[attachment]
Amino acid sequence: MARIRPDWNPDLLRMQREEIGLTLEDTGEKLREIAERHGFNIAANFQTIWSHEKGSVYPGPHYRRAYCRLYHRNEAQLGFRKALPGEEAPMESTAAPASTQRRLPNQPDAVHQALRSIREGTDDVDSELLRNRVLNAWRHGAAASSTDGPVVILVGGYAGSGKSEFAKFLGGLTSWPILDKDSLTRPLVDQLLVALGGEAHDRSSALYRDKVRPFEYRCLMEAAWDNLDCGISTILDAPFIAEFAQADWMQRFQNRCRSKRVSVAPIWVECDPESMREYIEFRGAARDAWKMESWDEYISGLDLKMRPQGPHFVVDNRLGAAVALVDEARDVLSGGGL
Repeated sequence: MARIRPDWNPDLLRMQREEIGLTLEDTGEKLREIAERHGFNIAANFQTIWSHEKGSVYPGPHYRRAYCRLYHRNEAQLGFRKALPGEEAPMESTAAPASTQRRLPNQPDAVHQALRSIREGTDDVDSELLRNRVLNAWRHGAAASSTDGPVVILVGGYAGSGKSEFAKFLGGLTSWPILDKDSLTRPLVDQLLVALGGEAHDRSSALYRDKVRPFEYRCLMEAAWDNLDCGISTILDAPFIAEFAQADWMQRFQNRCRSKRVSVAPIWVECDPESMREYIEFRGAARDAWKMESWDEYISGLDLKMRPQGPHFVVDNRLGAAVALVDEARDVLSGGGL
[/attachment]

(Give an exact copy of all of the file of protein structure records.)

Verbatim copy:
Amino acid sequence: MARIRPDWNPDLLRMQREEIGLTLEDTGEKLREIAERHGFNIAANFQTIWSHEKGSVYPGPHYRRAYCRLYHRNEAQLGFRKALPGEEAPMESTAAPASTQRRLPNQPDAVHQALRSIREGTDDVDSELLRNRVLNAWRHGAAASSTDGPVVILVGGYAGSGKSEFAKFLGGLTSWPILDKDSLTRPLVDQLLVALGGEAHDRSSALYRDKVRPFEYRCLMEAAWDNLDCGISTILDAPFIAEFAQADWMQRFQNRCRSKRVSVAPIWVECDPESMREYIEFRGAARDAWKMESWDEYISGLDLKMRPQGPHFVVDNRLGAAVALVDEARDVLSGGGL
Repeated sequence: MARIRPDWNPDLLRMQREEIGLTLEDTGEKLREIAERHGFNIAANFQTIWSHEKGSVYPGPHYRRAYCRLYHRNEAQLGFRKALPGEEAPMESTAAPASTQRRLPNQPDAVHQALRSIREGTDDVDSELLRNRVLNAWRHGAAASSTDGPVVILVGGYAGSGKSEFAKFLGGLTSWPILDKDSLTRPLVDQLLVALGGEAHDRSSALYRDKVRPFEYRCLMEAAWDNLDCGISTILDAPFIAEFAQADWMQRFQNRCRSKRVSVAPIWVECDPESMREYIEFRGAARDAWKMESWDEYISGLDLKMRPQGPHFVVDNRLGAAVALVDEARDVLSGGGL